This November, the world's most powerful particle accelerator, the Large Hadron Collider (LHC),
above, will become operational in a tunnel underneath the border between Switzerland and
France. The tunnel is circular and 17 miles in length. It is hoped that this accelerator will reveal the Higgs
Boson, an hypothesized but never detected particle that is part of the
make-up of “empty” space. The theory is (as far as I can
understand it) that what we think of as a perfect vacuum is in fact a
super-conductor, and the Higgs Boson is the medium of conduction.
This particle would help explain how other particles acquire mass and
point the way to a Grand Unified Theory of physics.
said, “Space is not merely a background for events but
possesses an autonomous structure.” The Higgs Boson would help
define that structure. I have always loved Einstein's statement,
since it seems to explain, metaphorically, the function of space in the
plastic arts, like ballet and architecture — and movies. The
illusory space on the other side of the movie screen feels to me like
something solid, which can be molded, carved, shaped by movement within
it — even, in a purely imaginative way, by the potential for movement
within it. It is plastic — in the sense that it can be molded.
The LHC (seen above under construction) could also result in other observable particles and phenomena
— one of which is tiny black holes. Some scientists believe that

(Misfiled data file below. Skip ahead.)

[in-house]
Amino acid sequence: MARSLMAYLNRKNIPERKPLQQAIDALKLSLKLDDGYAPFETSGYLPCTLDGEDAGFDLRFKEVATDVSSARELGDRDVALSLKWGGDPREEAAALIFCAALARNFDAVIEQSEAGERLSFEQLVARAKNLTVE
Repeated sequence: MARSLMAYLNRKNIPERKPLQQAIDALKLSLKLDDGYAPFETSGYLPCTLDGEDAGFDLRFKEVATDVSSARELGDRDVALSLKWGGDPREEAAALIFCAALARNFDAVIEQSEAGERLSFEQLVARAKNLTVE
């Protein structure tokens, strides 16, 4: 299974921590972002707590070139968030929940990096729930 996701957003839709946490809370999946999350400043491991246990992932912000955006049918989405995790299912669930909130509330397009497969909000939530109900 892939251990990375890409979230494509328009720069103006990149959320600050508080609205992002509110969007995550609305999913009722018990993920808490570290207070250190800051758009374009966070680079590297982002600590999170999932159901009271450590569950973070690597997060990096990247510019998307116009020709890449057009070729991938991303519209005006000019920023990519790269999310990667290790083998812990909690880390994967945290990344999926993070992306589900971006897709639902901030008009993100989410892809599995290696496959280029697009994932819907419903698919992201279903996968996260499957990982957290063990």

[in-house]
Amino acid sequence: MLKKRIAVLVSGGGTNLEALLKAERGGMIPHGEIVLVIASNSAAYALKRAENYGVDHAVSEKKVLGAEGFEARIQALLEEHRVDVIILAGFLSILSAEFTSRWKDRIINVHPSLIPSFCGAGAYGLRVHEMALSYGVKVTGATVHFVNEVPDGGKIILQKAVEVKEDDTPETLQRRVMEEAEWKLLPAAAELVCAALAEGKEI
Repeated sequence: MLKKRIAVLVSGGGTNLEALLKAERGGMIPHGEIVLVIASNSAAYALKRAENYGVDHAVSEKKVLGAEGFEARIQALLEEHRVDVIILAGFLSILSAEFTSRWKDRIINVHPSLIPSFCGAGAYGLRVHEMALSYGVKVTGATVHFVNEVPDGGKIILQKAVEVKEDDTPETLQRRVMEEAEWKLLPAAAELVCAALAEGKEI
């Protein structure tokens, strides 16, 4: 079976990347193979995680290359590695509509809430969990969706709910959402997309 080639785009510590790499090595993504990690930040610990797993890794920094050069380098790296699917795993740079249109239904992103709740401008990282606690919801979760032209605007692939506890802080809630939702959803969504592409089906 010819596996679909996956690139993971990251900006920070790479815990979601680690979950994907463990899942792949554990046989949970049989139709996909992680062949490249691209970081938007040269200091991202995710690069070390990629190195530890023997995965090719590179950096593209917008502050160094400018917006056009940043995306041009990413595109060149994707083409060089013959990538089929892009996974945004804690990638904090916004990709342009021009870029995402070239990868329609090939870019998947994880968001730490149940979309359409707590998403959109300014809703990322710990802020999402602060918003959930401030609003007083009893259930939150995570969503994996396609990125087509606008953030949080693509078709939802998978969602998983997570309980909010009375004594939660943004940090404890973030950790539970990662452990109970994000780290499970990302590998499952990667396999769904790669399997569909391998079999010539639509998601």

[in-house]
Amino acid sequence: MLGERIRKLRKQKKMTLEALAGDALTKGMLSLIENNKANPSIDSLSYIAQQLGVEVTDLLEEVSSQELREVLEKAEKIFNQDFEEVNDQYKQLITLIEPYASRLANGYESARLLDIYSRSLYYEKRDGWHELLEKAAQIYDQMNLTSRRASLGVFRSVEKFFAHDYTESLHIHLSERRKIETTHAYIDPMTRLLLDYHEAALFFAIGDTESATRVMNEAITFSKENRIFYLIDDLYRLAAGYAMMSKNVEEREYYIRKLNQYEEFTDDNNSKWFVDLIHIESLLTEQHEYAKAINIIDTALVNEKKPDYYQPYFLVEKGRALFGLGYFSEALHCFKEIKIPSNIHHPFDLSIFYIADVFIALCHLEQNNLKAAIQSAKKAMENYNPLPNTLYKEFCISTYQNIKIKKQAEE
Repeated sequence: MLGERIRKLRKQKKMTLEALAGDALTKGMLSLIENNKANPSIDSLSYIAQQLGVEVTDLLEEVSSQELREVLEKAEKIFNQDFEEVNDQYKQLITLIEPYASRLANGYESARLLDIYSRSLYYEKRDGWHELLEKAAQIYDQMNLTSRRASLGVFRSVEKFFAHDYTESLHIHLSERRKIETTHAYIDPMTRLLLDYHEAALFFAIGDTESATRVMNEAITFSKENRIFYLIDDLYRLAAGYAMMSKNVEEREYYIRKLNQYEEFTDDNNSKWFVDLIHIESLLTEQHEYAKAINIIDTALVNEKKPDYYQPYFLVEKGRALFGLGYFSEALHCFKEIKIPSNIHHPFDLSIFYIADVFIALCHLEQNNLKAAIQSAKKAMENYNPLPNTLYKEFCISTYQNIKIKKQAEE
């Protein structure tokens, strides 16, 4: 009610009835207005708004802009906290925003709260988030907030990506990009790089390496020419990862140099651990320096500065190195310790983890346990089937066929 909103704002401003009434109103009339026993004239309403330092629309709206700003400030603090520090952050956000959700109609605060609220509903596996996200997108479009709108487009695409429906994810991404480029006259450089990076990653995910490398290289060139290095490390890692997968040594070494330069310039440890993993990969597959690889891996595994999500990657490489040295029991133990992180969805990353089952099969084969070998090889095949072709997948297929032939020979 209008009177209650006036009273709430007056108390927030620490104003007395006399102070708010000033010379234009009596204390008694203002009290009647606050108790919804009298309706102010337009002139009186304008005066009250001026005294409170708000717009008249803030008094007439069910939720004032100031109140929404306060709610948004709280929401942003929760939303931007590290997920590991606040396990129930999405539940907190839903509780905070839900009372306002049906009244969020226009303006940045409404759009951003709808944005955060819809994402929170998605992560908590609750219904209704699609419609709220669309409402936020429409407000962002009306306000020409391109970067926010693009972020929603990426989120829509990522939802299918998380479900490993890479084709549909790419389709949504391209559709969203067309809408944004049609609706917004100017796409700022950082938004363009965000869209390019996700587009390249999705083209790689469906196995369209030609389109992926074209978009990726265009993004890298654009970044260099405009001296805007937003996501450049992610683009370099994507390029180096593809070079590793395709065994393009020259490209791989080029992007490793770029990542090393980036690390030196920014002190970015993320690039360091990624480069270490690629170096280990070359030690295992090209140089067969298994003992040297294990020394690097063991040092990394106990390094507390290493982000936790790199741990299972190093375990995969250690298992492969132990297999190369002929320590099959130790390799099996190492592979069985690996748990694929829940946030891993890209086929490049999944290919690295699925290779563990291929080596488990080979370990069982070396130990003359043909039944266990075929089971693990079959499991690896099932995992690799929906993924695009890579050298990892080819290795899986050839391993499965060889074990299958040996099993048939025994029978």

it could create a black hole large enough to suck up the
entire earth, resulting in the total annihilation of the
planet. There is a pending lawsuit which is seeking to prevent
the operation of the accelerator on just these grounds. Most
scientists believe that if black holes are
created they will be so small that they will break up of their own
accord. If they don't, we will never know about it, since we will
be instantly consumed by them.
Back in 2000, when some Catholics were fearing that the end of the
world was at hand, based on secret revelations supposedly given by the
Virgin Of Fatima, Pope John Paul II said that if the world was coming
to an end we should face the prospect “with dignity and
courage”. That strikes me as the best policy, all things considered.
One other possibility is that the LHC will reveal nothing, which will
be a signal to physicists that almost all current thinking about the
nature of the universe is heading in the wrong direction. That
would be interesting, too.